FRANKFURT (Reuters) - A class of treatments known as antibody-drug conjugates (ADC) combine cancer-tracking proteins with powerful cell toxins. The therapies are getting a fresh start as dozens of drugmakers test a record number of new compounds in people.
Nearly 20 years after the first ADC, Pfizer’s Mylotarg, was approved, developers say they are now getting a handle on the technology that was long seen as an elegant concept, but one that presented many clinical challenges.
Antibodies such as Roche’s top-selling Herceptin have been a mainstay of modern medicine because these immune proteins can be engineered to bind to cancer cells, where they interfere with growth.
With ADCs, drugmakers go a step further and attach cytotoxic molecules to antibodies to destroy the cancer cells outright. Roche’s Kadcyla combines Herceptin with the agent mertansine (DM1).
The antibodies’ role in that combination has been described as that of a Trojan horse, carrying the cytotoxic agent inside the tumour, where it can be deployed.
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So-called “linker” molecules that connect the cell-killing payload to the antibodies have been refined to release the toxins only when the drug is absorbed by a cancer cell.
Some early ADCs fell apart in the bloodstream, leading to failure or unacceptable damage to healthy tissues.
Newer ADCs, such as AstraZeneca’s and Daiichi Sankyo’s Enhertu, have also been designed to kill adjacent tumour cells even after the initially targeted cell has disintegrated.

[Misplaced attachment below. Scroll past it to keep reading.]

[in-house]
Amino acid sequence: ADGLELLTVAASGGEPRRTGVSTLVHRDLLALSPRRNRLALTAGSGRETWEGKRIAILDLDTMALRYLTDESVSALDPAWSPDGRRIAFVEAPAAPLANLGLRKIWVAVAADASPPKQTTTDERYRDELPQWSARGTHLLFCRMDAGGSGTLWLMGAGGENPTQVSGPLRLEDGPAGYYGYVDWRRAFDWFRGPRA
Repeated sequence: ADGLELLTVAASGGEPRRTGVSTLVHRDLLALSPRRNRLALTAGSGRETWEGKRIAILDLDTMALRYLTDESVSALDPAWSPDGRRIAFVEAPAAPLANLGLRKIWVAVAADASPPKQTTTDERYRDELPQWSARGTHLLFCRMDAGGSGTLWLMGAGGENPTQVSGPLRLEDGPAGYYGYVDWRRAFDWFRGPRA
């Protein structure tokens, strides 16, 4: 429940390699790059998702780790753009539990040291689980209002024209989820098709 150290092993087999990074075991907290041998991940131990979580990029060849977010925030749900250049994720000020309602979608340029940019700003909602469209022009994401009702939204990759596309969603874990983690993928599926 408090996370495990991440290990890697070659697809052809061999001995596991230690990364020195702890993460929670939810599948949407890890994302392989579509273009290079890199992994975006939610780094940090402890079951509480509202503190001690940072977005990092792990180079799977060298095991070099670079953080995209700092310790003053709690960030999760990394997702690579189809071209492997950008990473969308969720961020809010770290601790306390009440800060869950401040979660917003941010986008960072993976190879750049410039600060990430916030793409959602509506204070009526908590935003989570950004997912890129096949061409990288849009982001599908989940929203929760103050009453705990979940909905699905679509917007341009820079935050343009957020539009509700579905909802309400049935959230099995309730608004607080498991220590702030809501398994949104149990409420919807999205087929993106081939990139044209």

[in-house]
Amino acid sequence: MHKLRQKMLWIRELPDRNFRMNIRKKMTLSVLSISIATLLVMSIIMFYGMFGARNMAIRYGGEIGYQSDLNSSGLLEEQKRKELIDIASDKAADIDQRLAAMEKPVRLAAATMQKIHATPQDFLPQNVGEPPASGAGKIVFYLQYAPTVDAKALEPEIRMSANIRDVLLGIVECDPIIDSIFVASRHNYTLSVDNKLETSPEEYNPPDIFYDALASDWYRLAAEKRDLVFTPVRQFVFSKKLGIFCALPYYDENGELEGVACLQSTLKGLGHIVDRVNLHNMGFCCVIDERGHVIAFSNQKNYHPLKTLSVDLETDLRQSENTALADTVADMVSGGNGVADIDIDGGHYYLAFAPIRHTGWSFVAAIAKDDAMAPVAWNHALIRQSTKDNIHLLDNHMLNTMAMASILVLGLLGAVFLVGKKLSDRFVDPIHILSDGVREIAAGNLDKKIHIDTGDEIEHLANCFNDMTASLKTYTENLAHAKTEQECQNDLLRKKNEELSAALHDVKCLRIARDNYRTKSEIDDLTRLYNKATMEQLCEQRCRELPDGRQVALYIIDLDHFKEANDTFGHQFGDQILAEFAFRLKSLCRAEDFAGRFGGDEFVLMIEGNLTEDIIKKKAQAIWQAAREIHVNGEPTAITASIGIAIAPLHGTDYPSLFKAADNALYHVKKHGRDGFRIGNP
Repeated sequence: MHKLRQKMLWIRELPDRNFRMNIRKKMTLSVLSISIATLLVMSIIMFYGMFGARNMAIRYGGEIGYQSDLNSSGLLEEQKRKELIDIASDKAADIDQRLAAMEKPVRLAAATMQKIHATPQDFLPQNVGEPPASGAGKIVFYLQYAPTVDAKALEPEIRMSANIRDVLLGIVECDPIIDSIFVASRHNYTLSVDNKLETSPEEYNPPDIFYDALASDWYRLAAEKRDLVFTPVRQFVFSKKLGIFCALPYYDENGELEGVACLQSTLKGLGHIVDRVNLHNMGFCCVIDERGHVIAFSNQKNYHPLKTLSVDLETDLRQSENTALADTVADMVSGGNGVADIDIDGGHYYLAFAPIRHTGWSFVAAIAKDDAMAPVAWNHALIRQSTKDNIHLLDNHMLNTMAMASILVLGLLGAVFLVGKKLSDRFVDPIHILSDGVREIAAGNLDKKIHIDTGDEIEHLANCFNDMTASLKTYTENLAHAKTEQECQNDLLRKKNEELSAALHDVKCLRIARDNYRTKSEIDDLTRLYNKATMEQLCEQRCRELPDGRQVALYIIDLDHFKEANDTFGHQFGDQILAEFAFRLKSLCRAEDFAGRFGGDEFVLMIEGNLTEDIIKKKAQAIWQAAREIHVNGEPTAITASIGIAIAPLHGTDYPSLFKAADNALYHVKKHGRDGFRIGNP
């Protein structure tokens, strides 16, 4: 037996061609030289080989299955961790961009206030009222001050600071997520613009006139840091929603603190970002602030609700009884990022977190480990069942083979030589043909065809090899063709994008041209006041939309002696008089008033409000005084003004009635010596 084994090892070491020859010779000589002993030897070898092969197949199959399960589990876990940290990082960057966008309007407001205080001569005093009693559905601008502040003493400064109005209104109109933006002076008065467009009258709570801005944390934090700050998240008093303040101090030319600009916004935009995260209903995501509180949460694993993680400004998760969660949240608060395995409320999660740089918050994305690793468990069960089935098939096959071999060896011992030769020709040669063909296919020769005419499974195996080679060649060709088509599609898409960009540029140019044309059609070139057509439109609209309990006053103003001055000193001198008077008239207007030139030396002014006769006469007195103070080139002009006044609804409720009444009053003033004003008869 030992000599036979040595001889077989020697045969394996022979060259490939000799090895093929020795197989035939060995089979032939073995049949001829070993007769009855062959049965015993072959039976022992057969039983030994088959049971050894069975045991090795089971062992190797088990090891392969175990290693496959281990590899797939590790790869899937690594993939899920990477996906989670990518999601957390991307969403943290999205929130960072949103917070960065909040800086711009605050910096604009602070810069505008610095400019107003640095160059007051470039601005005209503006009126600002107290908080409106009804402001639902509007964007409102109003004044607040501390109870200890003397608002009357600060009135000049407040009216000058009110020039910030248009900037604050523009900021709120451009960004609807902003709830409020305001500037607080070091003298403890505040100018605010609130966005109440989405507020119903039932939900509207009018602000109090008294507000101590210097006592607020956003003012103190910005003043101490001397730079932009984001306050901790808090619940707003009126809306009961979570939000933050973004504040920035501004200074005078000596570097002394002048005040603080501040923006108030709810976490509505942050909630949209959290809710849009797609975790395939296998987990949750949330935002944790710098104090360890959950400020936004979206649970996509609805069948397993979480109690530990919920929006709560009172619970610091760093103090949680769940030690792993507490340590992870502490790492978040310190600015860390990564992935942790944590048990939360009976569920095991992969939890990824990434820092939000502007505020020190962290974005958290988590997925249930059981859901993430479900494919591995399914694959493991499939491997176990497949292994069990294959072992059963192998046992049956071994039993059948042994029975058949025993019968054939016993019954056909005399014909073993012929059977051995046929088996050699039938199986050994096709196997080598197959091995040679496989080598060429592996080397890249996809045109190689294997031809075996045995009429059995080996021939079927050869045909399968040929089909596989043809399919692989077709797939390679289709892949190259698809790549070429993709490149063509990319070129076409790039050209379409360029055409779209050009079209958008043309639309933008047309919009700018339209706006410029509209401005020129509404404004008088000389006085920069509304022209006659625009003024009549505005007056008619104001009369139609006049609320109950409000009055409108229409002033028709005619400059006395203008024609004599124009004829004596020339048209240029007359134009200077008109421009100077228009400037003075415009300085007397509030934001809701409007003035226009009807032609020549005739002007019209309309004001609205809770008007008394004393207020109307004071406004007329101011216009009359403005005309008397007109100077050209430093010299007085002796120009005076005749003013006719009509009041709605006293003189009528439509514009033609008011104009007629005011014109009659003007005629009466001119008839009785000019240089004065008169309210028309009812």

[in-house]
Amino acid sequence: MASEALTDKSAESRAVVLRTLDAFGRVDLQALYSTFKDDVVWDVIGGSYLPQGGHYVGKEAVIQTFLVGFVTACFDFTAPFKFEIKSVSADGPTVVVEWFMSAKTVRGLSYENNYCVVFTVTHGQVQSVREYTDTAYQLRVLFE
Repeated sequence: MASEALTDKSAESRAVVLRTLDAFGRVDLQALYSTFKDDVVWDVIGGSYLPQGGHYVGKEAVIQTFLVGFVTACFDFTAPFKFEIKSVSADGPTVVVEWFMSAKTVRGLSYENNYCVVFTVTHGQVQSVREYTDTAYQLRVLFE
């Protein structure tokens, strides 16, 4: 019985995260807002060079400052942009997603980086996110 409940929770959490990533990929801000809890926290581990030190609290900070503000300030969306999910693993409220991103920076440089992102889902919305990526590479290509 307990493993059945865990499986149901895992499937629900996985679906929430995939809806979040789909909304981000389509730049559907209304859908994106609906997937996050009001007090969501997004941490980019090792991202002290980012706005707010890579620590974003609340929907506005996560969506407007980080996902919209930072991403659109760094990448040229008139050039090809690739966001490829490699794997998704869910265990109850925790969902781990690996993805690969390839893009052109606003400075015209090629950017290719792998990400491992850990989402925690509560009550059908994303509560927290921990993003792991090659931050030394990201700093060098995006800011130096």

The so-called CAR-T cell approach, in which patients’ own immune system cells are removed from the body and re-engineered to recognise and attack cancer, has been a much bigger focus of pharmaceutical industry investment.
Hundreds of studies are underway from companies like Novartis and Gilead Sciences. Both drugmakers already have therapies on the market that are pegged as potential billion dollar products in annual sales.
But CAR-T cells, for now, are targeted at blood cancers, while ADCs have proven effective against solid tumours. Most CAR-T cells also must be custom made for each patient, requiring huge infrastructure investments, while ADCs can be centrally produced and shipped globally.
ADCs also face competition from another treatment approach called bispecific antibodies. Bispecifics are complex therapeutic proteins that can latch onto the body’s immune cells and connect them with cancer cells.
The number of bispecifics in the pipelines of drugmakers, including Roche, GlaxoSmithKline and Bristol-Myers Squibb, is roughly on par with ADCs, according to Beacon Targeted Therapies.
Reporting by Ludwig Burger; Editing by Michele Gershberg and Dan Grebler